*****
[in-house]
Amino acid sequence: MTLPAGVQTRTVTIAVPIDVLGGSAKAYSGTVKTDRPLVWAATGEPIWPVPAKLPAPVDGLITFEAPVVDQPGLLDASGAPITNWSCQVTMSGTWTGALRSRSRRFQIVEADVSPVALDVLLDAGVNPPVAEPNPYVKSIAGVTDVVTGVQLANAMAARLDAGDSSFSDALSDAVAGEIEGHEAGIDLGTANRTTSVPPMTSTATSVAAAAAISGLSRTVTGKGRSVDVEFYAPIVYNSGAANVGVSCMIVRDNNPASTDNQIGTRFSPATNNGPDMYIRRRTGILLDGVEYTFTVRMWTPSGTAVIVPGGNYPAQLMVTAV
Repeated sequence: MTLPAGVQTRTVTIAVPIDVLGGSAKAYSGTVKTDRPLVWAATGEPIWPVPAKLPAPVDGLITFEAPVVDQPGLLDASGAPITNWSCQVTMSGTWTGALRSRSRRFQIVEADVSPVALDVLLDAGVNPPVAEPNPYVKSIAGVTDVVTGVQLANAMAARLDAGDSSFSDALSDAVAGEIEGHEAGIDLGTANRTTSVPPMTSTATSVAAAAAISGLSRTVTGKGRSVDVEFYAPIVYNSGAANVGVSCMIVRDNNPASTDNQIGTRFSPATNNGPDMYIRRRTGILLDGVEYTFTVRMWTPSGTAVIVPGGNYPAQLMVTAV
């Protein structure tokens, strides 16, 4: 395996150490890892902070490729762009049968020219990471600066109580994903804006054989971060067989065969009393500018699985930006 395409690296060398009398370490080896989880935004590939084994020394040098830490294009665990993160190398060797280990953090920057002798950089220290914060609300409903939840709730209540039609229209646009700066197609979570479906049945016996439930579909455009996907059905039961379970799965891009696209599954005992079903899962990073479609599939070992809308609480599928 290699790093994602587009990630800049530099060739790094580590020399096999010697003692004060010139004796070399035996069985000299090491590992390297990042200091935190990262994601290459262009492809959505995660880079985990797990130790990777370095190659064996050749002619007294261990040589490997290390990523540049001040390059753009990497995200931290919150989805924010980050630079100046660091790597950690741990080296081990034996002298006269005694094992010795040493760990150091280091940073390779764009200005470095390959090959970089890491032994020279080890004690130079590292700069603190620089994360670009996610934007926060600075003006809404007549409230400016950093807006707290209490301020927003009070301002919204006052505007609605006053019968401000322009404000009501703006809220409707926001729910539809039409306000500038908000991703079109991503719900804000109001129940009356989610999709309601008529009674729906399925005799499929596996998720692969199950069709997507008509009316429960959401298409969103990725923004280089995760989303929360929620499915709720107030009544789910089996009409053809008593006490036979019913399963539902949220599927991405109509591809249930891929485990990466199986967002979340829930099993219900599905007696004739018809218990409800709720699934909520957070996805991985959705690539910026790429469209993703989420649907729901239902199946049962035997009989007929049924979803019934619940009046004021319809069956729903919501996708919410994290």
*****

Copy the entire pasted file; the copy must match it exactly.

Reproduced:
[in-house]
Amino acid sequence: MTLPAGVQTRTVTIAVPIDVLGGSAKAYSGTVKTDRPLVWAATGEPIWPVPAKLPAPVDGLITFEAPVVDQPGLLDASGAPITNWSCQVTMSGTWTGALRSRSRRFQIVEADVSPVALDVLLDAGVNPPVAEPNPYVKSIAGVTDVVTGVQLANAMAARLDAGDSSFSDALSDAVAGEIEGHEAGIDLGTANRTTSVPPMTSTATSVAAAAAISGLSRTVTGKGRSVDVEFYAPIVYNSGAANVGVSCMIVRDNNPASTDNQIGTRFSPATNNGPDMYIRRRTGILLDGVEYTFTVRMWTPSGTAVIVPGGNYPAQLMVTAV
Repeated sequence: MTLPAGVQTRTVTIAVPIDVLGGSAKAYSGTVKTDRPLVWAATGEPIWPVPAKLPAPVDGLITFEAPVVDQPGLLDASGAPITNWSCQVTMSGTWTGALRSRSRRFQIVEADVSPVALDVLLDAGVNPPVAEPNPYVKSIAGVTDVVTGVQLANAMAARLDAGDSSFSDALSDAVAGEIEGHEAGIDLGTANRTTSVPPMTSTATSVAAAAAISGLSRTVTGKGRSVDVEFYAPIVYNSGAANVGVSCMIVRDNNPASTDNQIGTRFSPATNNGPDMYIRRRTGILLDGVEYTFTVRMWTPSGTAVIVPGGNYPAQLMVTAV
């Protein structure tokens, strides 16, 4: 395996150490890892902070490729762009049968020219990471600066109580994903804006054989971060067989065969009393500018699985930006 395409690296060398009398370490080896989880935004590939084994020394040098830490294009665990993160190398060797280990953090920057002798950089220290914060609300409903939840709730209540039609229209646009700066197609979570479906049945016996439930579909455009996907059905039961379970799965891009696209599954005992079903899962990073479609599939070992809308609480599928 290699790093994602587009990630800049530099060739790094580590020399096999010697003692004060010139004796070399035996069985000299090491590992390297990042200091935190990262994601290459262009492809959505995660880079985990797990130790990777370095190659064996050749002619007294261990040589490997290390990523540049001040390059753009990497995200931290919150989805924010980050630079100046660091790597950690741990080296081990034996002298006269005694094992010795040493760990150091280091940073390779764009200005470095390959090959970089890491032994020279080890004690130079590292700069603190620089994360670009996610934007926060600075003006809404007549409230400016950093807006707290209490301020927003009070301002919204006052505007609605006053019968401000322009404000009501703006809220409707926001729910539809039409306000500038908000991703079109991503719900804000109001129940009356989610999709309601008529009674729906399925005799499929596996998720692969199950069709997507008509009316429960959401298409969103990725923004280089995760989303929360929620499915709720107030009544789910089996009409053809008593006490036979019913399963539902949220599927991405109509591809249930891929485990990466199986967002979340829930099993219900599905007696004739018809218990409800709720699934909520957070996805991985959705690539910026790429469209993703989420649907729901239902199946049962035997009989007929049924979803019934619940009046004021319809069956729903919501996708919410994290």